Interpreting ammonite fossils

Neale Monks (UK) Ammonites are such popular and well-known fossils that suggesting they need interpreting may seem ridiculous. But for all their familiarity, there is still a good deal of debate over how they lived and what they did. If nothing else, ammonite experts all agree that they were ecologically diverse, with different species doing different things, and broadly speaking, they can be divided into ammonites that moved about close to the bottom, ammonites that actively swam about in mid-water and ammonites that drifted about on currents, rather like modern jellyfish. The aim of this article is to help you extract the maximum amount of information from the ammonite fossils in front of you. The way an ammonite shell coils is important, but so too are things like the shape of the suture line and the ornamentation visible on the surface of the fossil, which means that even fragmentary specimens can be quite informative. But first, you need to find your fossils … Where to collect ammonites Fig. 1. Folkestone, Kent. Ammonites only lived in marine environments, most often in moderately deep seas where water chemistry and salinity were more or less constant. So, the classic places to find ammonites are marine limestones (including chalks and oolites), marls, clays and shales. While ammonites seem to have inhabited a range of environments including reefs, their fossils are only occasionally common in places where coral reefs or crinoids dominate. On the other hand, sediments that contain lots of oysters, bivalves, belemnites and … Read More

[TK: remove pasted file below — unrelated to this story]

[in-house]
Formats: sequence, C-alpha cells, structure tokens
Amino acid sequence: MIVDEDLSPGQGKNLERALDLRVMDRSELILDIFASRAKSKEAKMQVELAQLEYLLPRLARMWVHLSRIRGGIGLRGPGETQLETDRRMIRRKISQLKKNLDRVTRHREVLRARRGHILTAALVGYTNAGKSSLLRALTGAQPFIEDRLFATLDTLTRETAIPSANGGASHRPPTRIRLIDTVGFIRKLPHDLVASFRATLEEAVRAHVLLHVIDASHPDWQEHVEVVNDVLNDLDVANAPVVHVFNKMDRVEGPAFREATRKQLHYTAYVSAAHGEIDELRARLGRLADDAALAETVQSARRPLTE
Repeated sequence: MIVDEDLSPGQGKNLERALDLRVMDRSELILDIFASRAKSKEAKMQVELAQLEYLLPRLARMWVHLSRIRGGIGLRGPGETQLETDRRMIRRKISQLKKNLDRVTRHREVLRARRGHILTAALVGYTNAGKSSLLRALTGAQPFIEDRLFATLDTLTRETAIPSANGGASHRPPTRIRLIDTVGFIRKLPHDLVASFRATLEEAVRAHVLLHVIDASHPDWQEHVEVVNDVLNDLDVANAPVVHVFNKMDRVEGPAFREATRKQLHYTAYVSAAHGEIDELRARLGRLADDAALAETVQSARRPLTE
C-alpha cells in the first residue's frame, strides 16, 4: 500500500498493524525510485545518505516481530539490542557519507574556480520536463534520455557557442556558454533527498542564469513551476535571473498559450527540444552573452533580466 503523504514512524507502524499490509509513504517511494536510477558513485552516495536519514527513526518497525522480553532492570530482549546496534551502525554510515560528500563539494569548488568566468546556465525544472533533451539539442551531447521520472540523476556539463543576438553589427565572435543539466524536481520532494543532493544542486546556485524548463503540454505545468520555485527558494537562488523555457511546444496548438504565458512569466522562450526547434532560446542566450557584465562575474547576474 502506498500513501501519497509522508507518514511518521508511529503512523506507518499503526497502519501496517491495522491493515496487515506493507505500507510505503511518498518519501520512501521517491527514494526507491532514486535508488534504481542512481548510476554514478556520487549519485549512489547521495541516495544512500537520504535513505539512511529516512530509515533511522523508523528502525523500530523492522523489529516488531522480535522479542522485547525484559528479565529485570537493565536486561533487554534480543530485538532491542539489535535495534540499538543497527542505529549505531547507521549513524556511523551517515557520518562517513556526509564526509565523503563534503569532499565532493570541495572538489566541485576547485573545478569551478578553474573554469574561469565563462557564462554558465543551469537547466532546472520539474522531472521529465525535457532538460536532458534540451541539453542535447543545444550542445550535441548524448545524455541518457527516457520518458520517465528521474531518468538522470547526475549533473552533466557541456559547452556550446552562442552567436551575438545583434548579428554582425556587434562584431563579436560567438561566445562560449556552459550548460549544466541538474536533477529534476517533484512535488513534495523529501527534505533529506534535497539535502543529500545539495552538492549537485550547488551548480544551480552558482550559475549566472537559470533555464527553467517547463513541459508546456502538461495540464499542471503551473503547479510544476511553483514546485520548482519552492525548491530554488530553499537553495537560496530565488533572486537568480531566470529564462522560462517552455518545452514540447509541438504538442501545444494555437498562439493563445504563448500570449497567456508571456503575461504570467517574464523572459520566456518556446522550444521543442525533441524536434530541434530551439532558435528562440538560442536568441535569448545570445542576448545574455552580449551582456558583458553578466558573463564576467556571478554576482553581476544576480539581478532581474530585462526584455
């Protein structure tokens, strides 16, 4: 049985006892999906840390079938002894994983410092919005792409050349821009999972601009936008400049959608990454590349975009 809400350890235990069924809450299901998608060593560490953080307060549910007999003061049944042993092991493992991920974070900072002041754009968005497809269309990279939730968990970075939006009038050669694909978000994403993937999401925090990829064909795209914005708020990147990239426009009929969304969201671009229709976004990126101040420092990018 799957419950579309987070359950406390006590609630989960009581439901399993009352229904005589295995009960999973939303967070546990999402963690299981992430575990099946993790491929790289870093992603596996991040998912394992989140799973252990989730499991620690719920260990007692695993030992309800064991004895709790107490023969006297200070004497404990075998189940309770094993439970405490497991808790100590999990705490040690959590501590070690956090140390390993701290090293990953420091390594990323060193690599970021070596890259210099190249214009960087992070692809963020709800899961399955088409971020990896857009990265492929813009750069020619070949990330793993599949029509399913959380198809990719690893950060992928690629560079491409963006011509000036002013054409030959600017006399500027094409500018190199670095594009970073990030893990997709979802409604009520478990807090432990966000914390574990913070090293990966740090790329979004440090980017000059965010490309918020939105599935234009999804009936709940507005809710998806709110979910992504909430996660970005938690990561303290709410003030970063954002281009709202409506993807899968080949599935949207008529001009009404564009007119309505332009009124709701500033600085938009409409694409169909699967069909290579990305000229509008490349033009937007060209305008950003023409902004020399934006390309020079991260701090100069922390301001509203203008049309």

To access this post, you must purchase Annual subscription, 12 Month Subscription or Monthly subscription.
%d bloggers like this: